A selection of recent titles from Fordham University Press

Teaching While Black: A New Voice on Race and Education in New York City

The cover of Teaching While Black, by Pamela LewisOriginally published in 2016, this memoir by Bronx-born writer, educator, and activist Pamela Lewis, FCRH ’03, has been getting renewed attention amid the Black Lives Matter movement. It’s a deeply personal account of her experiences teaching in one of the most racially and economically segregated school systems in the country. Lewis details her frustrations working within a system she feels does not value her own understanding, as a Black woman, of what children of color need to succeed. She writes about the effects of “double consciousness” on her and her students, using the term, coined by W.E.B. Du Bois, that refers to the challenge African Americans face when forced to view themselves through the eyes of those around them. Ultimately, Lewis challenges educators to acknowledge the role race plays in their classrooms and, above all, “to not be color blind.” —Nicole LaRosa

Radical Ambivalence: Race in Flannery O’Connor

The cover of Radical Ambivalence, by Angela Alaimo O'DonnellAs a fiction writer whose Catholic faith was a driving force in her work, Flannery O’Connor created “powerful anti racist parables,” writes Angela Alaimo O’Donnell, Ph.D., associate director of Fordham’s Curran Center for American Catholic Studies. And yet, in her personal correspondence, she expressed “attitudes that are hard to describe as anything but patently racist.” In Radical Ambivalence, O’Donnell sets out to explore these contradictions “rather than try to deny, defend, or resolve” them. She helps readers see portrayals of race in O’Connor’s fiction from contemporary, historical, political, and theological perspectives. Although the opportunity for O’Connor’s thinking on race to evolve was cut short—she died from lupus at age 39, just one month after the passage of the Civil Rights Act of 1964—O’Donnell ultimately hopes to “focus attention where O’Connor clearly wanted it to be, as evidenced in many of her stories: on the ways in which racism and a racist caste system shape (and misshape) white people, its inventors and perpetrators.” —Ryan Stellabotte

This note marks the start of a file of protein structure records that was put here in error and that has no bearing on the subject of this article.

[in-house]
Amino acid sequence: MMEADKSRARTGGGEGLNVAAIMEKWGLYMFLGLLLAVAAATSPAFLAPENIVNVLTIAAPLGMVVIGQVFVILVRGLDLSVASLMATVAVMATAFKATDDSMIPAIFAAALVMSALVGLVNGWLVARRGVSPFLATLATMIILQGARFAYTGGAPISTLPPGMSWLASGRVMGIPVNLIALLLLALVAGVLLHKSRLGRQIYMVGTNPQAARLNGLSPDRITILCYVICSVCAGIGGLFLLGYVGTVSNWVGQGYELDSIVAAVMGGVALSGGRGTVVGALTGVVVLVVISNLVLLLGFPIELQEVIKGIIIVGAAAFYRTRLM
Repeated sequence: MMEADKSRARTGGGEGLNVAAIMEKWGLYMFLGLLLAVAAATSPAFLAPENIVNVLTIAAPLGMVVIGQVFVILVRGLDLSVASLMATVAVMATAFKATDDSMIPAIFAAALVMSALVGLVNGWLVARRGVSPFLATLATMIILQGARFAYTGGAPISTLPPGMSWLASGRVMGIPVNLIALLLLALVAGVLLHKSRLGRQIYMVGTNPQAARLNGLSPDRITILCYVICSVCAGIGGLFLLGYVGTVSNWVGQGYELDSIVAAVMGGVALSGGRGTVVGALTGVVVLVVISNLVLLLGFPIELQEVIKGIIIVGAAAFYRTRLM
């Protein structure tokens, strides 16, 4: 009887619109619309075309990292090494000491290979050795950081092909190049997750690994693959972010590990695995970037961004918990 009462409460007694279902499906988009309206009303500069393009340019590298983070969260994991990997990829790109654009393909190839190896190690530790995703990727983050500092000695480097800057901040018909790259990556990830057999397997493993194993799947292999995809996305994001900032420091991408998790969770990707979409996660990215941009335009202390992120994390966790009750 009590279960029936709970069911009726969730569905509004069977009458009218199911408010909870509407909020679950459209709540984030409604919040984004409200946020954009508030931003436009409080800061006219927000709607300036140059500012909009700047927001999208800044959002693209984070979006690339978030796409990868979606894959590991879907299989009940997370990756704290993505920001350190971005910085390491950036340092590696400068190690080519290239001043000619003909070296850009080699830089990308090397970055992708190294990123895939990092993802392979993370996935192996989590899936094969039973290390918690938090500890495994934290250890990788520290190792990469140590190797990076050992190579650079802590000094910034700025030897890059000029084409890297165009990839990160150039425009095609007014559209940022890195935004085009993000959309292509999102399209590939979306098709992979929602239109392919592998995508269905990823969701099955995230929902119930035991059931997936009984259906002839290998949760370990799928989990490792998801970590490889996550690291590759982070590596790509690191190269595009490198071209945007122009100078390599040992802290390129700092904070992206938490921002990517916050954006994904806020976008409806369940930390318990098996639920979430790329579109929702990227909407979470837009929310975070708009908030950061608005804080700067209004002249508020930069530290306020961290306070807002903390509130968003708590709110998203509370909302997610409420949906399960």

Notable New Yorkers of Manhattan’s Upper West Side

The cover of Notable New Yorkers of Manhattan's Upper West Side, by Jim MackinJim Mackin, FCLC ’76, is a retired financial executive turned New York City historian. As the founder of WeekdayWalks, he often guides people on strolls through offbeat areas of the city. In this richly detailed, photo-filled book, he focuses on his own neighborhood, writing about nearly 600 notable former residents of the Upper West Side. He highlights the famous (Humphrey Bogart, Barack Obama, and others), but he also celebrates the uncommon lives of scientists, explorers, journalists, and judges whose stories should be better known. He calls attention to women whose feats have been unsung, such as pilot Elinor Smith and nuclear physicist Harriet Brooks, and writes about the “Old Community,” a tight-knit African American enclave that counted Marcus Garvey and Billie Holiday among its residents. —Ryan Stellabotte